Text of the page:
Don’t ignore ‘feeling blue’

Published 7:10 pm Thursday, January 3, 2019

don’t know about you, but the rain and dreary climate we have had this past week has affected my psyche.

I am a person who thrives on daylight, and because of the cloudy skies recently, I have found myself feeling under the weather.

I am having a harder time crawling out of bed in the morning, and when I do, it feels like I am expelling every ounce of energy just to get dressed.

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I am pretty sure I am experiencing what many health care providers call the January blues or SAD — Seasonal Affective Disorder.

According to, more than 10 million people deal with this condition, so I guess there is some solace in knowing I’m not alone in feeling less than chipper.

It is also reassuring to know there is a physical reason I’m feeling blue.

According to the website, SAD has biological underpinnings that are fueled by the decrease in light due to shorter and rainy days.

“Fewer daylight hours wreaks havoc on the body,” Anthony DeMaria, PhD, supervising psychologist at Mount Sinai-West Hospital’s Center for Intensive Treatment for Personality Disorders, stated. “A variety of neurochemicals are affected.”

In darkness, for example, DeMaria said that the body produces more melatonin, causing sluggishness and decreased energy.

And, Charlynn Ruan, PhD, a clinical psychologist and founder of Thrive Psychology, stated in the website that in addition to experiencing the effects of darker days and nights, post-holiday blues can also cloud our minds and hearts.

“Many people are distracted and busy during the holiday,” Ruan said. “But in January, that doesn’t happen. There are no decorations and music, and the bills also starting coming in.”

I know I feel a little blue after I take down my decorations.

That joy I experience when my home looks festive comes to a halt, because my house seems bare and naked, especially once the garland is all put away.

Cognitively, I know I will soon come to appreciate my home’s character without all the Christmas décor. Eventually, I will begin feeling more like myself, but as for now, I wanted to know if there was something I could do to speed the process. Fortunately, for me, this website also included some ideas I could consider trying.

Ruan suggested practicing better self-care, which could include getting a massage, joining a support group, surrounding yourself with good friends and starting a new activity. Ruan also said practicing mindfulness, which means focusing one’s awareness on the present moment, can help with the blues.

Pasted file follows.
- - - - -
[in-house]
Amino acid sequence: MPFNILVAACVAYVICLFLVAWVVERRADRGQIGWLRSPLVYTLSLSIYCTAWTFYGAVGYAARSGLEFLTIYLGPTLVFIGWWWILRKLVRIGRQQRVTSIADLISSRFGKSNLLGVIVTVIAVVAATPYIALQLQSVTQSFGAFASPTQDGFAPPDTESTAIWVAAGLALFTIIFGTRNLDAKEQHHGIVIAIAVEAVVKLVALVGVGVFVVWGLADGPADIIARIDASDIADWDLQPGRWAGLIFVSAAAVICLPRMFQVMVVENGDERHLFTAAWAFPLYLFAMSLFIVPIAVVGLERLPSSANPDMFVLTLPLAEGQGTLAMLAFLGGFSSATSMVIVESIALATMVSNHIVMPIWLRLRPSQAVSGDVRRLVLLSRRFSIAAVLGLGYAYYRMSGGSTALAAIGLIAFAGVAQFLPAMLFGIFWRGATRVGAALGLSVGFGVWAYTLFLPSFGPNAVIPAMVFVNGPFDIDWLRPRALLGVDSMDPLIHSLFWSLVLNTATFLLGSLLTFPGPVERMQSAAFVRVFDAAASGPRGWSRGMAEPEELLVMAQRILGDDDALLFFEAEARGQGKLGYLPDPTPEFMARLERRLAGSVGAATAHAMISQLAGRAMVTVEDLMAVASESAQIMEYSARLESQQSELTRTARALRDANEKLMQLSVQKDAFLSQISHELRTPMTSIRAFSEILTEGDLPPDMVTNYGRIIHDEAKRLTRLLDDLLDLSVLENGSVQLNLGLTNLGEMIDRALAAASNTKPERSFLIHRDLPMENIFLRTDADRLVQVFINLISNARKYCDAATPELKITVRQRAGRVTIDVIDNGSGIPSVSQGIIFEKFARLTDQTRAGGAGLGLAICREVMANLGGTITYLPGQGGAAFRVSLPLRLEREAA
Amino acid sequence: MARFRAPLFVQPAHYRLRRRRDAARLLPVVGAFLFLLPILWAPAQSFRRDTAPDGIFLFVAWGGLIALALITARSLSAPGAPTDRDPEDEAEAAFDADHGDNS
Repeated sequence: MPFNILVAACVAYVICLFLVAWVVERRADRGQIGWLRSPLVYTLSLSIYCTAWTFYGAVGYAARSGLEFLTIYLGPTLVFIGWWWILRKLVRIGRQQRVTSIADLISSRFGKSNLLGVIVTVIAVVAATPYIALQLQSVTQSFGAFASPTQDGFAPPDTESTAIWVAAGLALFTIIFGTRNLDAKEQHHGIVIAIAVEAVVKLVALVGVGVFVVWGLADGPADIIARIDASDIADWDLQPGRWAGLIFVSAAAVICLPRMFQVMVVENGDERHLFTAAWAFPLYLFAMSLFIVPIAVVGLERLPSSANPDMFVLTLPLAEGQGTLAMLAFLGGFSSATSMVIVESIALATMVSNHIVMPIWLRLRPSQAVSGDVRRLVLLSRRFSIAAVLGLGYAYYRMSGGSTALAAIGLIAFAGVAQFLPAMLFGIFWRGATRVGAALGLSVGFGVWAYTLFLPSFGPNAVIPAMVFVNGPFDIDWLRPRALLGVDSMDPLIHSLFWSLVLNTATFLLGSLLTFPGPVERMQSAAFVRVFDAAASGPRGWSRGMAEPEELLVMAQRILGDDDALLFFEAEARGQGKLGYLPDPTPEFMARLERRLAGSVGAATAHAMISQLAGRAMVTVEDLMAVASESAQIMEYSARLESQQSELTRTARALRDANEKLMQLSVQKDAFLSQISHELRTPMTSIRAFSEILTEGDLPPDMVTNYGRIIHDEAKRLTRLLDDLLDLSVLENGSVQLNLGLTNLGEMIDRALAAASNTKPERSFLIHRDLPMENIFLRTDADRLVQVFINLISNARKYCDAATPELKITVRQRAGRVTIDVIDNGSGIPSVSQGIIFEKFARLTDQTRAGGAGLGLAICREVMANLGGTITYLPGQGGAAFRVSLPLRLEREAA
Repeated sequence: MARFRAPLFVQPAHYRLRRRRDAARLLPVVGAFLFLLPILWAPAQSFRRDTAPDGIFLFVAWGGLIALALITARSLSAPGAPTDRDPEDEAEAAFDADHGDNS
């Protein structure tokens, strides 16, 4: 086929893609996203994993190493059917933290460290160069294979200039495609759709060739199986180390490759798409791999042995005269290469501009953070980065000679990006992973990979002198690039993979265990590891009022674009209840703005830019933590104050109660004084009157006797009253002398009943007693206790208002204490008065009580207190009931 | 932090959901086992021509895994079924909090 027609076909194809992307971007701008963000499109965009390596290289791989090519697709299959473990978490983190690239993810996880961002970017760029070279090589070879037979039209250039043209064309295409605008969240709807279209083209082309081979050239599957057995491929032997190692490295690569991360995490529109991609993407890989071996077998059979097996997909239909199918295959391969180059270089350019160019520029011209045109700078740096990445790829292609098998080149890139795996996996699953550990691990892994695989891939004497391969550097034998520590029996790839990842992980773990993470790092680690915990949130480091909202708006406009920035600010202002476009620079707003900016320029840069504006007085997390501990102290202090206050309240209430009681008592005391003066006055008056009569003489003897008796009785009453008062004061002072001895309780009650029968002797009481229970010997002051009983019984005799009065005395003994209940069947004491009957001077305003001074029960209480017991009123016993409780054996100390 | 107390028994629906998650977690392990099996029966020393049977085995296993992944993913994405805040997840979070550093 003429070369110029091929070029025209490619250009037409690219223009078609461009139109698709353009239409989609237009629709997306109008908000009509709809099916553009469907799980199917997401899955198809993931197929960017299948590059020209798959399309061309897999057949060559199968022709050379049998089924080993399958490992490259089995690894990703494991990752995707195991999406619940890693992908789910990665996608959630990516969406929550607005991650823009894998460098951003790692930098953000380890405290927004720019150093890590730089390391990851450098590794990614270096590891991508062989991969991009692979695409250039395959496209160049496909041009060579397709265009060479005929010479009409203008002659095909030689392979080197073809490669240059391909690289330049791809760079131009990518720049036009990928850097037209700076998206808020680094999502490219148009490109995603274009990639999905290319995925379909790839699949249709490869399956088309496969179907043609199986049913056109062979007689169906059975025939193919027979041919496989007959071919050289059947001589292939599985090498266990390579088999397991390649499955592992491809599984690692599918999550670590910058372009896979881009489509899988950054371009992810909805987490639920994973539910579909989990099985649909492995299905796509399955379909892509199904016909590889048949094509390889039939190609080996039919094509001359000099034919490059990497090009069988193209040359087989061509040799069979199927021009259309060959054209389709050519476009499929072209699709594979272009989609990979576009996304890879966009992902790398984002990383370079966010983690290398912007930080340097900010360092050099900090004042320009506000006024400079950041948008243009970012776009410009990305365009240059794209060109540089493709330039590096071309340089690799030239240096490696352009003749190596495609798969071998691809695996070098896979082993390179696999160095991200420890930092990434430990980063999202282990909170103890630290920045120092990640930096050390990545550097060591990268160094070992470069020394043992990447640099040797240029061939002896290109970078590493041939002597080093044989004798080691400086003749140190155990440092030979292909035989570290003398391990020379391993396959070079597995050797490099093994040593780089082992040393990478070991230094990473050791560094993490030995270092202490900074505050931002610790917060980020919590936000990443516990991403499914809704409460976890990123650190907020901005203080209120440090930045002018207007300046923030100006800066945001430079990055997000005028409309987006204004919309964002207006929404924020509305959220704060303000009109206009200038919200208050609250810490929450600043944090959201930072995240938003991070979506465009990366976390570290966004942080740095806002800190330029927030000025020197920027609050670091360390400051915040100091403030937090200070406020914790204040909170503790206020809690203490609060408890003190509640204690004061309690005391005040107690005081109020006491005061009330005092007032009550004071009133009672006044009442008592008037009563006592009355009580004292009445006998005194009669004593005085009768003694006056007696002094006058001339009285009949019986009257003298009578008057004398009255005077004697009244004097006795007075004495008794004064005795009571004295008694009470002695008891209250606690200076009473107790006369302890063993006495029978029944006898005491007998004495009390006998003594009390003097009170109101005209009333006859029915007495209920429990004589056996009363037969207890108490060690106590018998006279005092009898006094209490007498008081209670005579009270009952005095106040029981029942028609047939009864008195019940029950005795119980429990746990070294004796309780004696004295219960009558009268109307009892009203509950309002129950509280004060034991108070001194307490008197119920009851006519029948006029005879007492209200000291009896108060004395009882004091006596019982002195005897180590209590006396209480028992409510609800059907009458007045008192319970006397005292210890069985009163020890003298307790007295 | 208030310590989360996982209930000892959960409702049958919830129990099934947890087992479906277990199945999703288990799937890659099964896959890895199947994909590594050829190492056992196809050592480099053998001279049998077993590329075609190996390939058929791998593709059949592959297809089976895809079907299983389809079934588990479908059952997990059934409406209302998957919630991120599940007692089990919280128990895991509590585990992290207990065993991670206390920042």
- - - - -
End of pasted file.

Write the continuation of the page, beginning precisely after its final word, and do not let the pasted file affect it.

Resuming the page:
Another suggestion was to exercise kindness and gratitude.

“Studies show,” the website stated, “that random acts of kindness can be potent psychological boosts because they trigger the release of dopamine, the feel-good neurotransmitter.” And by doing for others, this can shift the focus from ourselves to others so that we forget our problems.

Also, studies show, keeping a gratitude journal can aid with seasonal depression because an attitude of gratitude can increase happiness, improve sleep, and reduce depression. Even the immune system is strengthened, the website stated.

I plan to try out a couple of these suggestions while also praying for some sunny days.

While my symptoms may be a temporary condition, there are, however, people who may experience longer bouts of sadness, and it could be prudent to talk to your doctor or counselor so 2019 will be the best year ever.

Terri Cowart Frazier is a staff writer at The Vicksburg Post. Readers are invited to submit their opinions for publication.

About Terri Cowart Frazier

Terri Frazier was born in Cleveland. Shortly afterward, the family moved to Vicksburg. She is a part-time reporter at The Vicksburg Post and is the editor of the Vicksburg Living Magazine, which has been awarded First Place by the Mississippi Press Association. She has also been the recipient of a First Place award in the MPA’s Better Newspaper Contest’s editorial division for the “Best Feature Story.”

Terri graduated from Warren Central High School and Mississippi State University where she received a bachelor’s degree in communications with an emphasis in public relations.

Prior to coming to work at The Post a little more than 10 years ago, she did some freelancing at the Jackson Free Press. But for most of her life, she enjoyed being a full-time stay at home mom.

Terri is a member of the Crawford Street United Methodist Church. She is a lifetime member of the Vicksburg Junior Auxiliary and is a past member of the Sampler Antique Club and Town and Country Garden Club. She is married to Dr. Walter Frazier.

“From staying informed with local governmental issues to hearing the stories of its people, a hometown newspaper is vital to a community. I have felt privileged to be part of a dedicated team at The Post throughout my tenure and hope that with theirs and with local support, I will be able to continue to grow and hone in on my skills as I help share the stories in Vicksburg. When asked what I like most about my job, my answer is always ‘the people.’

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